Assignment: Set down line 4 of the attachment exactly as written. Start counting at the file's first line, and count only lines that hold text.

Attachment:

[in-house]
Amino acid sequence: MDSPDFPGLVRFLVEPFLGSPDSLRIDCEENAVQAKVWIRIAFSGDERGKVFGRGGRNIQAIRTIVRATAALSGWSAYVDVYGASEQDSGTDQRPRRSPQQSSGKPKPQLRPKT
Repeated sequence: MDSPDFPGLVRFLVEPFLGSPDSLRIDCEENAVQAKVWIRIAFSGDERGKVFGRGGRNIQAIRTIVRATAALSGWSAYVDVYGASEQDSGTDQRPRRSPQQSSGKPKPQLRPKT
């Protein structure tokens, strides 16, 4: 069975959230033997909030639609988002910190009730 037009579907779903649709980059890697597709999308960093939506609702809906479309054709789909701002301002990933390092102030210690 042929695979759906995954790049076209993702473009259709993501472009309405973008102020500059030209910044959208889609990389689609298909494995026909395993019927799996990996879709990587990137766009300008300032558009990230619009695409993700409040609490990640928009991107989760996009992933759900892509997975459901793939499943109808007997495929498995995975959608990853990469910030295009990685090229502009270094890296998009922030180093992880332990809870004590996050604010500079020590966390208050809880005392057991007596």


């Protein structure tokens, strides 16, 4: 069975959230033997909030639609988002910190009730 037009579907779903649709980059890697597709999308960093939506609702809906479309054709789909701002301002990933390092102030210690 042929695979759906995954790049076209993702473009259709993501472009309405973008102020500059030209910044959208889609990389689609298909494995026909395993019927799996990996879709990587990137766009300008300032558009990230619009695409993700409040609490990640928009991107989760996009992933759900892509997975459901793939499943109808007997495929498995995975959608990853990469910030295009990685090229502009270094890296998009922030180093992880332990809870004590996050604010500079020590966390208050809880005392057991007596």